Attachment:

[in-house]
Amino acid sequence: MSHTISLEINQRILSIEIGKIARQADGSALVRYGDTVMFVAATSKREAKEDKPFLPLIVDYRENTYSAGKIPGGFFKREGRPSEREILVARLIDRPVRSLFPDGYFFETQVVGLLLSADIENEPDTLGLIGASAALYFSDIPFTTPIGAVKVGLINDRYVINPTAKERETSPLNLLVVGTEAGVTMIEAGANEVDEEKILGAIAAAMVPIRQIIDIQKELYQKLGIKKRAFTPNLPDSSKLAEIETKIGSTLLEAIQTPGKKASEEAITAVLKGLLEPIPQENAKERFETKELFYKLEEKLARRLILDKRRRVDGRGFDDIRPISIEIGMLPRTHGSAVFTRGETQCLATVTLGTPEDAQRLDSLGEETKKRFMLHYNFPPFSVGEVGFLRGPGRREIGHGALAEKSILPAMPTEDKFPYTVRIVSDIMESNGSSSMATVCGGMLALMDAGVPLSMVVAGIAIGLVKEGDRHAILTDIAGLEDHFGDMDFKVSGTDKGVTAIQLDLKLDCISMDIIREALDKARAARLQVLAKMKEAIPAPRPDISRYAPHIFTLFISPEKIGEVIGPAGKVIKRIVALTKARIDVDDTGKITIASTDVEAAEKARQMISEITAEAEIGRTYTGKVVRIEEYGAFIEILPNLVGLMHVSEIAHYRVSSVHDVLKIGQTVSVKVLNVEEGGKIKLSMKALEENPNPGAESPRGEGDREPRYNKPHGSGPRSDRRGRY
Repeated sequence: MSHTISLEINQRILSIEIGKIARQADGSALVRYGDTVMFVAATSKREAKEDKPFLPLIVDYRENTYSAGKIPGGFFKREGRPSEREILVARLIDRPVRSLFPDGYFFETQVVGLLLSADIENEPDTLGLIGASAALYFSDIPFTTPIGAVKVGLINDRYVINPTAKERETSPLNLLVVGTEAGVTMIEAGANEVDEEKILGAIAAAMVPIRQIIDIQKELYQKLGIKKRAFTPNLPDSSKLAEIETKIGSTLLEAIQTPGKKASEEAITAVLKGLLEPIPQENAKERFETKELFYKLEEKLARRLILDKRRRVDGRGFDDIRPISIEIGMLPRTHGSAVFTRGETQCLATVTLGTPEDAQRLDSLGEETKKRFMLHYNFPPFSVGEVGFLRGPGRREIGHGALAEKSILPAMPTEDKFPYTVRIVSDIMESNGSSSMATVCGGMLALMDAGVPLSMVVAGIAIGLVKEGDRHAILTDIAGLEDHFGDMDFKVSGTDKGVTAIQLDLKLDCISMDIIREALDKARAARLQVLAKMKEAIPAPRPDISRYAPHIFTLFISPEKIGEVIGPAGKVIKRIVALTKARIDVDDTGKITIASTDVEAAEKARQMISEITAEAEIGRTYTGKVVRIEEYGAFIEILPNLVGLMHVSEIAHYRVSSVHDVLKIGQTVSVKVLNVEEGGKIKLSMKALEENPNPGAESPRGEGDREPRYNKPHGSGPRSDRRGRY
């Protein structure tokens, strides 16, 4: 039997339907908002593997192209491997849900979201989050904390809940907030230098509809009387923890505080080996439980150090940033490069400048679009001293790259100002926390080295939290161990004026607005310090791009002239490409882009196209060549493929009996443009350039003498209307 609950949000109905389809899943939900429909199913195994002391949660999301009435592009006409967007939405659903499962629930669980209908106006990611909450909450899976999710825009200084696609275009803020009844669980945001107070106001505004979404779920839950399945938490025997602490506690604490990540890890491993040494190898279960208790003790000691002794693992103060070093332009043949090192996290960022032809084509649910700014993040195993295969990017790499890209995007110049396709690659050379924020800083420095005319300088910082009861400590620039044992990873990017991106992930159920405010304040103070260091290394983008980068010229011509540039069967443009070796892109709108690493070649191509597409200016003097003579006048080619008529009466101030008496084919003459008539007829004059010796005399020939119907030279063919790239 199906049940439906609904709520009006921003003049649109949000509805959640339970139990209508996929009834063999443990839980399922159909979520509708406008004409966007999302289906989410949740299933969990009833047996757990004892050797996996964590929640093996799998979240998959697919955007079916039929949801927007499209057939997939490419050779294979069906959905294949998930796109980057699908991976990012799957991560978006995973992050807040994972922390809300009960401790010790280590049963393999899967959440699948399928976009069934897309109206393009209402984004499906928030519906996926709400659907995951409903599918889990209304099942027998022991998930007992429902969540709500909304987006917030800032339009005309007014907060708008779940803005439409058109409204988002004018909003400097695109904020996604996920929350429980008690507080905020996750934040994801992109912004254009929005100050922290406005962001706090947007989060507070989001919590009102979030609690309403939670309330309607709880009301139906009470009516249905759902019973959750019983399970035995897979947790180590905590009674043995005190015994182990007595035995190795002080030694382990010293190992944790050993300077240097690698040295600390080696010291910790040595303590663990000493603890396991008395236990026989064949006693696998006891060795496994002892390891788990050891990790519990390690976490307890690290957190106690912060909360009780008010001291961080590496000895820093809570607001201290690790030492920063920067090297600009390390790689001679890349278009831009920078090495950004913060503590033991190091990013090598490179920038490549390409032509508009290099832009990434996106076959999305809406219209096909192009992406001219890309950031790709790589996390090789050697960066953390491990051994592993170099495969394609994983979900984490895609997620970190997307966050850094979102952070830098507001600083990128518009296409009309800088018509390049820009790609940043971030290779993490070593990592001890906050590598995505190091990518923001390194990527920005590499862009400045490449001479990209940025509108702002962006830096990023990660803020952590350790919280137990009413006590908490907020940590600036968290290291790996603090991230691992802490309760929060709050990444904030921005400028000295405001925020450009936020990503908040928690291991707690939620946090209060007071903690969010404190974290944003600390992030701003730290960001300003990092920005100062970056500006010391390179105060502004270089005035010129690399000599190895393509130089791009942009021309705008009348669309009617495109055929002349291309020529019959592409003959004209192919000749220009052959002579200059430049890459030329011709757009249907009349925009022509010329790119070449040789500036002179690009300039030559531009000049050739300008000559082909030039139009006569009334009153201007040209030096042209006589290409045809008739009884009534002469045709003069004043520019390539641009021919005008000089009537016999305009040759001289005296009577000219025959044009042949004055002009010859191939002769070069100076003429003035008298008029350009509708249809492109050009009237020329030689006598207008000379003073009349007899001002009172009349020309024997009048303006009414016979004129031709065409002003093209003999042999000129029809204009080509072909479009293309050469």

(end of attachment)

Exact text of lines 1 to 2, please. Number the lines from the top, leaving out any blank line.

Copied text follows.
[in-house]
Amino acid sequence: MSHTISLEINQRILSIEIGKIARQADGSALVRYGDTVMFVAATSKREAKEDKPFLPLIVDYRENTYSAGKIPGGFFKREGRPSEREILVARLIDRPVRSLFPDGYFFETQVVGLLLSADIENEPDTLGLIGASAALYFSDIPFTTPIGAVKVGLINDRYVINPTAKERETSPLNLLVVGTEAGVTMIEAGANEVDEEKILGAIAAAMVPIRQIIDIQKELYQKLGIKKRAFTPNLPDSSKLAEIETKIGSTLLEAIQTPGKKASEEAITAVLKGLLEPIPQENAKERFETKELFYKLEEKLARRLILDKRRRVDGRGFDDIRPISIEIGMLPRTHGSAVFTRGETQCLATVTLGTPEDAQRLDSLGEETKKRFMLHYNFPPFSVGEVGFLRGPGRREIGHGALAEKSILPAMPTEDKFPYTVRIVSDIMESNGSSSMATVCGGMLALMDAGVPLSMVVAGIAIGLVKEGDRHAILTDIAGLEDHFGDMDFKVSGTDKGVTAIQLDLKLDCISMDIIREALDKARAARLQVLAKMKEAIPAPRPDISRYAPHIFTLFISPEKIGEVIGPAGKVIKRIVALTKARIDVDDTGKITIASTDVEAAEKARQMISEITAEAEIGRTYTGKVVRIEEYGAFIEILPNLVGLMHVSEIAHYRVSSVHDVLKIGQTVSVKVLNVEEGGKIKLSMKALEENPNPGAESPRGEGDREPRYNKPHGSGPRSDRRGRY